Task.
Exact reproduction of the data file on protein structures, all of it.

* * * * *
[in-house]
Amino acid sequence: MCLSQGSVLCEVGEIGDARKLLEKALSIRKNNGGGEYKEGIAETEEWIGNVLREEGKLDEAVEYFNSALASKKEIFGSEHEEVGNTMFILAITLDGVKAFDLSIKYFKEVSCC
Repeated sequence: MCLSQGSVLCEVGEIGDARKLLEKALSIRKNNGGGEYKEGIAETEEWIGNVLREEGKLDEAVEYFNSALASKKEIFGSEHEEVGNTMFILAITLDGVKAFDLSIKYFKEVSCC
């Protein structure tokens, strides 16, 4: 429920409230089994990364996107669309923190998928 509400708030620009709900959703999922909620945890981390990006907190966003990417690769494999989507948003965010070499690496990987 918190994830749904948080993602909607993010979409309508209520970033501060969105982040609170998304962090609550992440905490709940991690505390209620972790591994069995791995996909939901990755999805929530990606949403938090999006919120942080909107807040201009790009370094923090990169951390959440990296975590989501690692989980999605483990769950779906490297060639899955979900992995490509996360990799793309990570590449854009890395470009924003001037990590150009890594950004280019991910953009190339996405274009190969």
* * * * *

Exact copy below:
[in-house]
Amino acid sequence: MCLSQGSVLCEVGEIGDARKLLEKALSIRKNNGGGEYKEGIAETEEWIGNVLREEGKLDEAVEYFNSALASKKEIFGSEHEEVGNTMFILAITLDGVKAFDLSIKYFKEVSCC
Repeated sequence: MCLSQGSVLCEVGEIGDARKLLEKALSIRKNNGGGEYKEGIAETEEWIGNVLREEGKLDEAVEYFNSALASKKEIFGSEHEEVGNTMFILAITLDGVKAFDLSIKYFKEVSCC
């Protein structure tokens, strides 16, 4: 429920409230089994990364996107669309923190998928 509400708030620009709900959703999922909620945890981390990006907190966003990417690769494999989507948003965010070499690496990987 918190994830749904948080993602909607993010979409309508209520970033501060969105982040609170998304962090609550992440905490709940991690505390209620972790591994069995791995996909939901990755999805929530990606949403938090999006919120942080909107807040201009790009370094923090990169951390959440990296975590989501690692989980999605483990769950779906490297060639899955979900992995490509996360990799793309990570590449854009890395470009924003001037990590150009890594950004280019991910953009190339996405274009190969």